“Men’s spaces” are a pretty contentious idea. At one end of the spectrum they can provide much-needed safe spaces for men who might otherwise be uncomfortable occupying help-seeking roles. At the other, there are men’s rights activists and red pillers, whose men’s spaces tend towards homophobia, transphobia, racism, sexism and misogyny.
Somewhere in between there are spaces like this website, Homer, and the Australian National University Men’s Network—neither of which are exclusively for men but which focus on issues relating to men and hope to question the way masculinity is put together. This fortnight I sat down with the ANU Men’s Network president Sebastian Rossi and one of its general representatives Hannah Zurcher to discuss the group’s purpose, history and the tension and conflict arising from its presence at one of Australia’s leading universities.
You can find the new episode on iTunes here: itunes.apple.com/au/podcast/the-homer-half-hour/id1220677361
And on SoundCloud here: soundcloud.com/homer-half-hour/3-the-anu-mens-network
The ANU Men’s Network has been the site of some controversy since its start in 2016. The idea of an ANU Men’s Network was first proposed in pretty loaded context (see the article by Codie Bell below), and men’s spaces don’t have a strong history of providing progressive, constructive advice and support. What’s more, even where a group is clear about what it will and will not accept from members, there are still people with dissenting views. Accommodating them and working with them is part of the mission—but only to a point.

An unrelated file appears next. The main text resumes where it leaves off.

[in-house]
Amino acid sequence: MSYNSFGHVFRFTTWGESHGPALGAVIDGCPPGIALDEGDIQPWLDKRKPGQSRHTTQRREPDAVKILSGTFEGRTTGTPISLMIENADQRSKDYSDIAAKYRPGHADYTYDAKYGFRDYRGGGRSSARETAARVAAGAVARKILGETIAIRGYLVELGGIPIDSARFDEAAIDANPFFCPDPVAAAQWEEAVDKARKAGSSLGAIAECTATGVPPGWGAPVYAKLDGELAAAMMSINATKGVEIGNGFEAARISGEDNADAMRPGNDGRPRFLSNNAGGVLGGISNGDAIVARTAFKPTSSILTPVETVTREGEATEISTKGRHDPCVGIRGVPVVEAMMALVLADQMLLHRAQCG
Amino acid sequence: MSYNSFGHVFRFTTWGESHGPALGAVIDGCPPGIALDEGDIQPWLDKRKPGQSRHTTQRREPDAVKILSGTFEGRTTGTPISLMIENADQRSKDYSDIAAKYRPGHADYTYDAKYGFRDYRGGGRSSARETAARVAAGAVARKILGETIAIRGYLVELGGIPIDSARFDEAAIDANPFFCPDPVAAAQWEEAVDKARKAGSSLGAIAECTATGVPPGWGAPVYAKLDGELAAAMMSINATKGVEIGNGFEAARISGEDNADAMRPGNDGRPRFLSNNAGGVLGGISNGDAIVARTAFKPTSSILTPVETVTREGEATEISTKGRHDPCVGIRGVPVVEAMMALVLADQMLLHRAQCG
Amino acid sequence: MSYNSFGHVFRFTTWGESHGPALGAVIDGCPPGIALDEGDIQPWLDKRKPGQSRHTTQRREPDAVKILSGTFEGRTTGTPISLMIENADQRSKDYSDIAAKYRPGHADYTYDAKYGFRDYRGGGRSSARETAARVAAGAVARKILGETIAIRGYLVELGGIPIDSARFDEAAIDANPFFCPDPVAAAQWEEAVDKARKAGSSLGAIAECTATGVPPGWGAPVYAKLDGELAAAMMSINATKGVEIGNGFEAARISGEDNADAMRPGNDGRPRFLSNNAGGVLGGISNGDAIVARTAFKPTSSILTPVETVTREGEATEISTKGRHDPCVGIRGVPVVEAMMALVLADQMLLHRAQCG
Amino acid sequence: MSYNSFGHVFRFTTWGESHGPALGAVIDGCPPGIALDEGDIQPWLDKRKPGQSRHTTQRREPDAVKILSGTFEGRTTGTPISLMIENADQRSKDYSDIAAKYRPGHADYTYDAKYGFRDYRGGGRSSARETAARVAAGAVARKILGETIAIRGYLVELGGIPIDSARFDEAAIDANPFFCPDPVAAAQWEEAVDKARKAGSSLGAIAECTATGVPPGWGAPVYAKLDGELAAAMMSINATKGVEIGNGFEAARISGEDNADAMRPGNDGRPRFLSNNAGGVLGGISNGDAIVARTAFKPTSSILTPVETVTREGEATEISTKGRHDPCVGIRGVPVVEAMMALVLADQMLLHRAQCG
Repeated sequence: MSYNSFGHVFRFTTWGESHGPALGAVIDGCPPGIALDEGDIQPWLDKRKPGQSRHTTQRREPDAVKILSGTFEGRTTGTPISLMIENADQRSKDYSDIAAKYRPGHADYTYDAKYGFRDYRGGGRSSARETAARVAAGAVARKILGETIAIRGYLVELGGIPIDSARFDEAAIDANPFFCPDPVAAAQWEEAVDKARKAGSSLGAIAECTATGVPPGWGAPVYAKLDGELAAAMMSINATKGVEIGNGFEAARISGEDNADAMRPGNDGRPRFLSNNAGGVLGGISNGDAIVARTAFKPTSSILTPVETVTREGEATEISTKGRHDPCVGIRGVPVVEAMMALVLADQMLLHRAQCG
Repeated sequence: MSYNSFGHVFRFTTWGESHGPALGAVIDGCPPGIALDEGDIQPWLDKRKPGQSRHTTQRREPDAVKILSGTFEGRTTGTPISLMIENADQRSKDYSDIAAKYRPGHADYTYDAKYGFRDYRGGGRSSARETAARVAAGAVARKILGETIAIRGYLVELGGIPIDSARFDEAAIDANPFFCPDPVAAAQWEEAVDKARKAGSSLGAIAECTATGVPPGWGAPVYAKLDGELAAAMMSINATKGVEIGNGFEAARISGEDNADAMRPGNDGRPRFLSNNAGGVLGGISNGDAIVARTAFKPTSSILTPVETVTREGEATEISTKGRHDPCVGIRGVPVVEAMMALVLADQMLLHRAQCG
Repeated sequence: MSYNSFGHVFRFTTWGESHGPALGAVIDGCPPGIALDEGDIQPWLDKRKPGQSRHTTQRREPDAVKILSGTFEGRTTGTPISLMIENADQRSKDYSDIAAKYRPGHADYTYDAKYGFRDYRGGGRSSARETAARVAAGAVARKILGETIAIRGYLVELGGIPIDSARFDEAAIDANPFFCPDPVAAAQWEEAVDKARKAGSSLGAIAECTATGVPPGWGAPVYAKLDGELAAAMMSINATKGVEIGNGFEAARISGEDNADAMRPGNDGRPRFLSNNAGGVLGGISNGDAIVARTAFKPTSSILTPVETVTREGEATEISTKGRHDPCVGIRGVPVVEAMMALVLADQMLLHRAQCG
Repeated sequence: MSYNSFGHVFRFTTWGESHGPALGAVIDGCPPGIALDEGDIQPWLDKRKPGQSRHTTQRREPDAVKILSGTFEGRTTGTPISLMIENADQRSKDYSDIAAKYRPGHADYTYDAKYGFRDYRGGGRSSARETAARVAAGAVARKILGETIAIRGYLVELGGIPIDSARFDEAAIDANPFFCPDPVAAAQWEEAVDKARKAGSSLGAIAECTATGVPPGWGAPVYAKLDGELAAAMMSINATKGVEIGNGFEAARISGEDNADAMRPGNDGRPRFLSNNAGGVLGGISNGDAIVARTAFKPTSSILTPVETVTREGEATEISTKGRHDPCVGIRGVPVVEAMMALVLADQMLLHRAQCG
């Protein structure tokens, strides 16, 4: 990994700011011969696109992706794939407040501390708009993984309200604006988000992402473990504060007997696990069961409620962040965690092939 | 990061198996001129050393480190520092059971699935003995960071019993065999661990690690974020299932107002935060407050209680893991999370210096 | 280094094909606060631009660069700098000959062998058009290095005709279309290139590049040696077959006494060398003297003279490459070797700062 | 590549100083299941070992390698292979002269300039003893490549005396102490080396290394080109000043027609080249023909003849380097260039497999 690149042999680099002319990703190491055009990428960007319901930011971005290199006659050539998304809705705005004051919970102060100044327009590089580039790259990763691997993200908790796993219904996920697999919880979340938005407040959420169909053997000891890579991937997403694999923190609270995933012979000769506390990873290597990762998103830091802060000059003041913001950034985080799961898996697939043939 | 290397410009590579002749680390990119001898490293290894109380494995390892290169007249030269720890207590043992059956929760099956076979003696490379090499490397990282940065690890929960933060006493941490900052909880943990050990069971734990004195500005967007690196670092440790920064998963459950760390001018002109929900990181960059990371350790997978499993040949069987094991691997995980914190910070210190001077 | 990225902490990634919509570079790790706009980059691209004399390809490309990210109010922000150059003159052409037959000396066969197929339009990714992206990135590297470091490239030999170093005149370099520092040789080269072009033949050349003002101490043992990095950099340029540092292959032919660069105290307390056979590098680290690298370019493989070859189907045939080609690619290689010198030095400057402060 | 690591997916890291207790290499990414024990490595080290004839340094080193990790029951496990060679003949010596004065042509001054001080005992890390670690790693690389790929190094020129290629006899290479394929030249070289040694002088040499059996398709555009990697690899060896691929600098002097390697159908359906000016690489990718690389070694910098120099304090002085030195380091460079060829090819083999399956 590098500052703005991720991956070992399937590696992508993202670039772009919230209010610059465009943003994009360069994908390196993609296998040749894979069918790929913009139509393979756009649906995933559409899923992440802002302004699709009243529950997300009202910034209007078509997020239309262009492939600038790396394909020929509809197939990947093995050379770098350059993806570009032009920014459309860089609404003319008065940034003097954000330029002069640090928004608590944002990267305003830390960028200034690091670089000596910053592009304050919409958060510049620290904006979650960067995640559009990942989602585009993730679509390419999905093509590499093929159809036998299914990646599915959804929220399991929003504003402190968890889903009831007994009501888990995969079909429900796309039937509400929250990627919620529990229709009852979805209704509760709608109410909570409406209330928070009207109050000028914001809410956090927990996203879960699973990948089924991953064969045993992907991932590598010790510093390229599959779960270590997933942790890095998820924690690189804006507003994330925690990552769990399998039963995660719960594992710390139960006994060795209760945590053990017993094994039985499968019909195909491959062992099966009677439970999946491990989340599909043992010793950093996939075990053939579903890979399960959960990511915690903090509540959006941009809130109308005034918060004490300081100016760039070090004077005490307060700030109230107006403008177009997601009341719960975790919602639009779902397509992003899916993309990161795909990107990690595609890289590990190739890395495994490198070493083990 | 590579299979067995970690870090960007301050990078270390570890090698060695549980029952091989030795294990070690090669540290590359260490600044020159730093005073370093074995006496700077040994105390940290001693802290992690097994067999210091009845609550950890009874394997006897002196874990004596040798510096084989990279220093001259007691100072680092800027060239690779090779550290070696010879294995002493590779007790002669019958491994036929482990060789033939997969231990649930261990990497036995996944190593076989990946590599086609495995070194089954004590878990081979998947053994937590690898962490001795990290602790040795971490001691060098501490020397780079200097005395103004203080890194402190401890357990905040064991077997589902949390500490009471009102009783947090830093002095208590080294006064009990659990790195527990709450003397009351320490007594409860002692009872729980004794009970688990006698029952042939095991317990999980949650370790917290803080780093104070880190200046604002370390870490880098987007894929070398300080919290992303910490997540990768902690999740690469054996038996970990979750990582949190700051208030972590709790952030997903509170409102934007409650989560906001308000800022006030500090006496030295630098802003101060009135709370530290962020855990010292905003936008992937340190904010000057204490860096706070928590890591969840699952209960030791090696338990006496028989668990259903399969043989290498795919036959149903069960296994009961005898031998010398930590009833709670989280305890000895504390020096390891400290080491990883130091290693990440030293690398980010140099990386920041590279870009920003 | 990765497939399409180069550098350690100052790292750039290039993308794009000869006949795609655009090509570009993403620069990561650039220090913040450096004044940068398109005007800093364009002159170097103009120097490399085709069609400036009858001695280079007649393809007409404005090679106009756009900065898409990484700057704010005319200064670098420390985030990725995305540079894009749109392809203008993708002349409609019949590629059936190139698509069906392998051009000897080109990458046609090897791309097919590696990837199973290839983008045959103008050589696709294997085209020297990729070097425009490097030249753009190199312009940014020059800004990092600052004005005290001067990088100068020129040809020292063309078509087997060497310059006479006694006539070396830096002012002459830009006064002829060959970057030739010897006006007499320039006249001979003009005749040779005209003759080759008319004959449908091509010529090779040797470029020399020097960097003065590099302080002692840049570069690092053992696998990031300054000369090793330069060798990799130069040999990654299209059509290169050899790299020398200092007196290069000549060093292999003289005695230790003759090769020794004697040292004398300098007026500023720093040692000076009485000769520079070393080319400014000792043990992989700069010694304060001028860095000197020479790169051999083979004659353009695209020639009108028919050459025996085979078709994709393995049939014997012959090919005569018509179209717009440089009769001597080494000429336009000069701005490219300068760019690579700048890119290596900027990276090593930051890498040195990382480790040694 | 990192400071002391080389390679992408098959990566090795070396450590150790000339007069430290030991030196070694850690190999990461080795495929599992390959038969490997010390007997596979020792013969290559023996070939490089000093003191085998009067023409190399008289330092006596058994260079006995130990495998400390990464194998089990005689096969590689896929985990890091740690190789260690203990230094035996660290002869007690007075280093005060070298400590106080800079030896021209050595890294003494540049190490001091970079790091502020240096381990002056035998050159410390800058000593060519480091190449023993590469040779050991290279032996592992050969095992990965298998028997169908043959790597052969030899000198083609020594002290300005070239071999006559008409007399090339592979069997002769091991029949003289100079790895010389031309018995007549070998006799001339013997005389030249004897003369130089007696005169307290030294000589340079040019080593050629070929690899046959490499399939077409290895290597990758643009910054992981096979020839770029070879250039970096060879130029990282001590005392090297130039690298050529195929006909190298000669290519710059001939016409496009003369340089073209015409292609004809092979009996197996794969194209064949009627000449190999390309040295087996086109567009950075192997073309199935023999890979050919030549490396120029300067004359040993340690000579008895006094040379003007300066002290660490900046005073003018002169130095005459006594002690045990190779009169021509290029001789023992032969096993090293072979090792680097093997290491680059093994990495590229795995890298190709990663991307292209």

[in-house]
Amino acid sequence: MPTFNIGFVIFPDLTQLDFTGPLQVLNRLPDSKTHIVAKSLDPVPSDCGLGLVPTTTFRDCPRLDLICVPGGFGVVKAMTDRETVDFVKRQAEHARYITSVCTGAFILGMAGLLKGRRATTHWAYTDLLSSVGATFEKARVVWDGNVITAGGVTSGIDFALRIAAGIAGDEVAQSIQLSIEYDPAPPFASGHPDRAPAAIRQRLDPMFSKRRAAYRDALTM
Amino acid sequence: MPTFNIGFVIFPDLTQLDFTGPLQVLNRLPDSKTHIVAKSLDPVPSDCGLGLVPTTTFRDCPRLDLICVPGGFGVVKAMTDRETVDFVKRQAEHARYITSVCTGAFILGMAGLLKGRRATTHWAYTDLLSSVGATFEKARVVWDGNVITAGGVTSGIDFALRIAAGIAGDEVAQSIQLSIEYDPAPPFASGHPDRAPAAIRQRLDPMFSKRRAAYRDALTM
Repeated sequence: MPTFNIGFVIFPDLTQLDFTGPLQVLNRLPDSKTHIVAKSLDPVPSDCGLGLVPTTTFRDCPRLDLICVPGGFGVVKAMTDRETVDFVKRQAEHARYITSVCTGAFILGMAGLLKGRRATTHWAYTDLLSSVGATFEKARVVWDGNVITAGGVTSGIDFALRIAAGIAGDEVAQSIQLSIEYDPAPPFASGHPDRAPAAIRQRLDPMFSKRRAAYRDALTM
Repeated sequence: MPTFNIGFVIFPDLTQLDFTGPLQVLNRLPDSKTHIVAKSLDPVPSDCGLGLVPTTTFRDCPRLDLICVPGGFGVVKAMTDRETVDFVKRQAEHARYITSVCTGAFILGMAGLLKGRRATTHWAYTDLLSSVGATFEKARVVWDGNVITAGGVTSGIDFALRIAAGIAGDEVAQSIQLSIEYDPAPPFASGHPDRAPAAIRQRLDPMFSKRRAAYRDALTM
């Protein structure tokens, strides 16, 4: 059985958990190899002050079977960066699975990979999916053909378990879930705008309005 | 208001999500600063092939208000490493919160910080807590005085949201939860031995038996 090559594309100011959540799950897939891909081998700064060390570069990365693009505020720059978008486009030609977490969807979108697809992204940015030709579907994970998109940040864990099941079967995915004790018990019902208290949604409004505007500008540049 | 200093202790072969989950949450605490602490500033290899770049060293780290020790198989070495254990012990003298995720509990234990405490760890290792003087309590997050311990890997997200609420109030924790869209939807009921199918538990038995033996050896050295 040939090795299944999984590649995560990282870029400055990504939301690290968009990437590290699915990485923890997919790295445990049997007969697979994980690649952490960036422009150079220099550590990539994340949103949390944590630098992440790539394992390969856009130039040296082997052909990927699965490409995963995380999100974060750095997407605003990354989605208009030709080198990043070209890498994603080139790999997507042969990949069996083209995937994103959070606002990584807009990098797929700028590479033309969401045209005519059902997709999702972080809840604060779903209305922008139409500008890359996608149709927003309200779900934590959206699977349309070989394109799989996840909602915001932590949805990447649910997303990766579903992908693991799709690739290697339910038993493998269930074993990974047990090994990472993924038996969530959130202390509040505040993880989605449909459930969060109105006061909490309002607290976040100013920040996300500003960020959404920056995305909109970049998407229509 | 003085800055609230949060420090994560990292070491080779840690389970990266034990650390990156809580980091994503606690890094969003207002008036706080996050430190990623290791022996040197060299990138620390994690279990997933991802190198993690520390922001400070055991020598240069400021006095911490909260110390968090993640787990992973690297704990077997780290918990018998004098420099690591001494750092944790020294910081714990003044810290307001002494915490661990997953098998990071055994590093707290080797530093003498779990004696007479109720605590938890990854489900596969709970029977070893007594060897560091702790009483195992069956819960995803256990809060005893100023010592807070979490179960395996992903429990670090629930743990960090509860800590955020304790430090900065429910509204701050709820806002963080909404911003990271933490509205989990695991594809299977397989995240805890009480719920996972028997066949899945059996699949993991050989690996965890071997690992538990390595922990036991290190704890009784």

I first heard of the group a couple of months ago after the group failed in its bid for university affiliation (due to administrative snafus). During this time the group’s organisers insisted (not for the first time) that it had nothing to do with men’s rights activists, and that it would not stand for homophobia, transphobia, sexism, racism, bullying and so on. And since I joined, I’ve found this to be absolutely true. This is not to say, however, that there haven’t been growing pains.
For an overview of the controversial origins of the group, see this piece by the excellent Codie Bell: woroni.com.au/comment/woroni-drops-ball-on-mens-collective-reporting
And a piece I mention during the podcast is this one by the current Treasurer of the ANU Men’s Network, imploring the student body to accept and recognise the value of the group: woroni.com.au/comment/the-start-of-a-beautiful-friendship-the-anu-mens-network-and-you
If you’d like to join the group, you can find it here: facebook.com/groups/1447178418641581